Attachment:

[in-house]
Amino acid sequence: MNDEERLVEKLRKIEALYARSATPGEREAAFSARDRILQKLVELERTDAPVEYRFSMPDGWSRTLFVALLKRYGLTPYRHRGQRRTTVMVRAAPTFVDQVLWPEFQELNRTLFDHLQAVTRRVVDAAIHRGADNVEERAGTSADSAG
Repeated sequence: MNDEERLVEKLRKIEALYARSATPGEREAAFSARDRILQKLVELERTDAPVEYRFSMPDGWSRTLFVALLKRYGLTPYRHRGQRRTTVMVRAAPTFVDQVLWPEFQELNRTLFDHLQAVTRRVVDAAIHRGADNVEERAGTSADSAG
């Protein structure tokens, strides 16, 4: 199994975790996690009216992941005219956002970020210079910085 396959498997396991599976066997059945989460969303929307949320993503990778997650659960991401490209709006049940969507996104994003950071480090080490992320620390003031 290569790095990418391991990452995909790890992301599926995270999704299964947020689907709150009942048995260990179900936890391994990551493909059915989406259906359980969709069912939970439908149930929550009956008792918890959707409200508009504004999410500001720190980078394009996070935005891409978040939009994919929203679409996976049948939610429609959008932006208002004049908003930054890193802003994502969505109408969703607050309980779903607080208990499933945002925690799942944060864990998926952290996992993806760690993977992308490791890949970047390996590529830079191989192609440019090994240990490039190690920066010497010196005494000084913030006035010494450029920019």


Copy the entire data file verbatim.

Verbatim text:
[in-house]
Amino acid sequence: MNDEERLVEKLRKIEALYARSATPGEREAAFSARDRILQKLVELERTDAPVEYRFSMPDGWSRTLFVALLKRYGLTPYRHRGQRRTTVMVRAAPTFVDQVLWPEFQELNRTLFDHLQAVTRRVVDAAIHRGADNVEERAGTSADSAG
Repeated sequence: MNDEERLVEKLRKIEALYARSATPGEREAAFSARDRILQKLVELERTDAPVEYRFSMPDGWSRTLFVALLKRYGLTPYRHRGQRRTTVMVRAAPTFVDQVLWPEFQELNRTLFDHLQAVTRRVVDAAIHRGADNVEERAGTSADSAG
């Protein structure tokens, strides 16, 4: 199994975790996690009216992941005219956002970020210079910085 396959498997396991599976066997059945989460969303929307949320993503990778997650659960991401490209709006049940969507996104994003950071480090080490992320620390003031 290569790095990418391991990452995909790890992301599926995270999704299964947020689907709150009942048995260990179900936890391994990551493909059915989406259906359980969709069912939970439908149930929550009956008792918890959707409200508009504004999410500001720190980078394009996070935005891409978040939009994919929203679409996976049948939610429609959008932006208002004049908003930054890193802003994502969505109408969703607050309980779903607080208990499933945002925690799942944060864990998926952290996992993806760690993977992308490791890949970047390996590529830079191989192609440019090994240990490039190690920066010497010196005494000084913030006035010494450029920019």